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Interesting, thanks for sharing.

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I seem to remember an SWA 737-300 overrunning the runway on landing at KBUR a few years ago and almost impacting a gas station across the street - could have been really bad. Is this survey only taking into account accidents which caused fatilities?

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Qantas is also the second oldest airline in the world.

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Hehehe, anyone wanna fly Cubana?

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They're among the safest in the world but saying so would not be politically correct...

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Interesting info there. What that doesn't seem to take into account is how many flights or how many miles are flown.For instance, if I have an airline that flies from my local airport to a tourist island 30 miles away, twice a day and never has an accident, I have an accident rate of 0.As compared to, say, Delta, who has hundreds, if not thousands of flights, a day, and has one accident. While they look like they have a worse record, but in reality they don't. Or, at least, that's how I understand it.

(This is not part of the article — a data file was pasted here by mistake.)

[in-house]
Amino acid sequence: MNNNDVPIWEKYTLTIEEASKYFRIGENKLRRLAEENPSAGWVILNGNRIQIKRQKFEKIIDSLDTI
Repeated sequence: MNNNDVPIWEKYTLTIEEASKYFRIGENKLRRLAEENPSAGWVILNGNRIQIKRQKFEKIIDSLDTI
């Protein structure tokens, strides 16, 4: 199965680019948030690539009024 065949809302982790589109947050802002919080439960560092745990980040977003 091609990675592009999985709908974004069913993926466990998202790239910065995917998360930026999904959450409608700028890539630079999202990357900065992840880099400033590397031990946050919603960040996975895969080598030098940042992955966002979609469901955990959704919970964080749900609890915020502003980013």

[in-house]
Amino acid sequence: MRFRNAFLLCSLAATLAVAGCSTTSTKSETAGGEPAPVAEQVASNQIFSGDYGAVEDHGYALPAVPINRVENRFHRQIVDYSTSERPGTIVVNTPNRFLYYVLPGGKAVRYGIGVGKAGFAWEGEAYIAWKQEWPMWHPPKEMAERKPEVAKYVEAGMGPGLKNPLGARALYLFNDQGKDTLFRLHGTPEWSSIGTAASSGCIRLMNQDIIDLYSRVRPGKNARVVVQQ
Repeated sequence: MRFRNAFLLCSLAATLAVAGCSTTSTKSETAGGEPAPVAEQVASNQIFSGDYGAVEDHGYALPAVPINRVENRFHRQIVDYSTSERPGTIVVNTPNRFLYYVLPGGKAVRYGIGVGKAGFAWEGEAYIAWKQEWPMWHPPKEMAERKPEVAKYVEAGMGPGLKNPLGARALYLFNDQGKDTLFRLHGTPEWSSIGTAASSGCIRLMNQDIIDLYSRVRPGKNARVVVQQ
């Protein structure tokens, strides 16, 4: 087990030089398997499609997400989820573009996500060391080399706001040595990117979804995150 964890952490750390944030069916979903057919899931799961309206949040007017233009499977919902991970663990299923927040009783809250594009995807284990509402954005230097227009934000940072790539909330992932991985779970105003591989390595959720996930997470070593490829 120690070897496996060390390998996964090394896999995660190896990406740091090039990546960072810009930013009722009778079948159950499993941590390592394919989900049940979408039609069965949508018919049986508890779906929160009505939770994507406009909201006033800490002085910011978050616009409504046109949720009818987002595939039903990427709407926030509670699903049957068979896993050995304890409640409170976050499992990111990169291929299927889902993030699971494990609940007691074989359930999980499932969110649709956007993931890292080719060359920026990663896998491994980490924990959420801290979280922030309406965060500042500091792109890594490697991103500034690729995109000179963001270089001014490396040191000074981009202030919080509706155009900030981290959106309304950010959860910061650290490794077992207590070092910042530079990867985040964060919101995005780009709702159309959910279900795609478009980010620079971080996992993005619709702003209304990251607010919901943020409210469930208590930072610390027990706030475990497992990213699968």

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imoore,I think your interpretation is correct. The data posted here look very much like data I once saw published where the number represented the number of crashes or the number of fatal crashes (don't recall which) per 1 million takeoffs. Most U.S. carriers in the data I saw were at 0.5, or one crash per 2 million flights. So it is true that Southwest's 0 prior to the year 2000 may not be truly indicative of extraordinary safety, while Delta's 0.23 certainly is (I remember specifically noting from the data I saw that Delta had an exceptional number, because I fly Delta a lot).The data I saw also segregated accident rates by aircraft type. I don't recall seeing any one type of aircraft that was exceptionally safe compared to its competitors, but I do recall that the Concorde had the worst numbers of all, with its single crash in Paris, divided by only about what was it...50,000 or 70,000 flights or so?